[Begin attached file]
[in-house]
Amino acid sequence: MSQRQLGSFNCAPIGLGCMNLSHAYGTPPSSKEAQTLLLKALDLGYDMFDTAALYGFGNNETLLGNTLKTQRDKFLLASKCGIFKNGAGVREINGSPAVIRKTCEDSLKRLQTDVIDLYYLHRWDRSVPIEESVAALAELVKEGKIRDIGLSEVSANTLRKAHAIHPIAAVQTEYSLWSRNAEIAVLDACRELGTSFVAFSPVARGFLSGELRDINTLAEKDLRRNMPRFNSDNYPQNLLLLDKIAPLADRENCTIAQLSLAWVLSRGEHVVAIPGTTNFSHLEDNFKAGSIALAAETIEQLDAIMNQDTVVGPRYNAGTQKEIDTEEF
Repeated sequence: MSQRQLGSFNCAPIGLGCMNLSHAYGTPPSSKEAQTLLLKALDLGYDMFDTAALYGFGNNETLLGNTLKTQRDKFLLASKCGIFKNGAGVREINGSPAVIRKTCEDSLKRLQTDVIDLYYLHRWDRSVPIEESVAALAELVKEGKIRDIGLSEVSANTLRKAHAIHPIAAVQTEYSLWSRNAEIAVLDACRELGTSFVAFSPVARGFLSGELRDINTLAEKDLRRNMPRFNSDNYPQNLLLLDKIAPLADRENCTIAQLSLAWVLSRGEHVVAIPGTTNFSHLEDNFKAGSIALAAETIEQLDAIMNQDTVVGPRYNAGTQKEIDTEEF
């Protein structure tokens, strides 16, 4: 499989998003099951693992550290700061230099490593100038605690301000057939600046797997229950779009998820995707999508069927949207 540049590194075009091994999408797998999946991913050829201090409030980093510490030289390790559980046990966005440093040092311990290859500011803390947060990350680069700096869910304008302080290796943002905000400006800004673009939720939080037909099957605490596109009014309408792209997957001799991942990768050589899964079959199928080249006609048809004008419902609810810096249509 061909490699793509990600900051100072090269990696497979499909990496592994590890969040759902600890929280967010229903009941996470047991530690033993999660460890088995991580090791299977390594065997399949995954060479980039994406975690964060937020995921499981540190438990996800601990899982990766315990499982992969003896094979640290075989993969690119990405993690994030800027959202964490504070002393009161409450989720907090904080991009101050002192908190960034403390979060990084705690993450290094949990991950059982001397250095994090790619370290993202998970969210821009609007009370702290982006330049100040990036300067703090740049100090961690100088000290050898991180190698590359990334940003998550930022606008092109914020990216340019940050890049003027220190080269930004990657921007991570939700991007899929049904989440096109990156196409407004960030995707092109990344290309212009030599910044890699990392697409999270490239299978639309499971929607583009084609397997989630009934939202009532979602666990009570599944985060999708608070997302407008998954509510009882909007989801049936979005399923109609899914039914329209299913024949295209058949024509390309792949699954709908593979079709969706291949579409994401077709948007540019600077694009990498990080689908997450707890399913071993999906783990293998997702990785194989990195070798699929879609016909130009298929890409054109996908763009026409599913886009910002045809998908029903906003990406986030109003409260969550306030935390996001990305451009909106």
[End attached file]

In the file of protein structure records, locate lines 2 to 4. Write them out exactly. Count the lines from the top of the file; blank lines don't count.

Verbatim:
Amino acid sequence: MSQRQLGSFNCAPIGLGCMNLSHAYGTPPSSKEAQTLLLKALDLGYDMFDTAALYGFGNNETLLGNTLKTQRDKFLLASKCGIFKNGAGVREINGSPAVIRKTCEDSLKRLQTDVIDLYYLHRWDRSVPIEESVAALAELVKEGKIRDIGLSEVSANTLRKAHAIHPIAAVQTEYSLWSRNAEIAVLDACRELGTSFVAFSPVARGFLSGELRDINTLAEKDLRRNMPRFNSDNYPQNLLLLDKIAPLADRENCTIAQLSLAWVLSRGEHVVAIPGTTNFSHLEDNFKAGSIALAAETIEQLDAIMNQDTVVGPRYNAGTQKEIDTEEF
Repeated sequence: MSQRQLGSFNCAPIGLGCMNLSHAYGTPPSSKEAQTLLLKALDLGYDMFDTAALYGFGNNETLLGNTLKTQRDKFLLASKCGIFKNGAGVREINGSPAVIRKTCEDSLKRLQTDVIDLYYLHRWDRSVPIEESVAALAELVKEGKIRDIGLSEVSANTLRKAHAIHPIAAVQTEYSLWSRNAEIAVLDACRELGTSFVAFSPVARGFLSGELRDINTLAEKDLRRNMPRFNSDNYPQNLLLLDKIAPLADRENCTIAQLSLAWVLSRGEHVVAIPGTTNFSHLEDNFKAGSIALAAETIEQLDAIMNQDTVVGPRYNAGTQKEIDTEEF
């Protein structure tokens, strides 16, 4: 499989998003099951693992550290700061230099490593100038605690301000057939600046797997229950779009998820995707999508069927949207 540049590194075009091994999408797998999946991913050829201090409030980093510490030289390790559980046990966005440093040092311990290859500011803390947060990350680069700096869910304008302080290796943002905000400006800004673009939720939080037909099957605490596109009014309408792209997957001799991942990768050589899964079959199928080249006609048809004008419902609810810096249509 061909490699793509990600900051100072090269990696497979499909990496592994590890969040759902600890929280967010229903009941996470047991530690033993999660460890088995991580090791299977390594065997399949995954060479980039994406975690964060937020995921499981540190438990996800601990899982990766315990499982992969003896094979640290075989993969690119990405993690994030800027959202964490504070002393009161409450989720907090904080991009101050002192908190960034403390979060990084705690993450290094949990991950059982001397250095994090790619370290993202998970969210821009609007009370702290982006330049100040990036300067703090740049100090961690100088000290050898991180190698590359990334940003998550930022606008092109914020990216340019940050890049003027220190080269930004990657921007991570939700991007899929049904989440096109990156196409407004960030995707092109990344290309212009030599910044890699990392697409999270490239299978639309499971929607583009084609397997989630009934939202009532979602666990009570599944985060999708608070997302407008998954509510009882909007989801049936979005399923109609899914039914329209299913024949295209058949024509390309792949699954709908593979079709969706291949579409994401077709948007540019600077694009990498990080689908997450707890399913071993999906783990293998997702990785194989990195070798699929879609016909130009298929890409054109996908763009026409599913886009910002045809998908029903906003990406986030109003409260969550306030935390996001990305451009909106």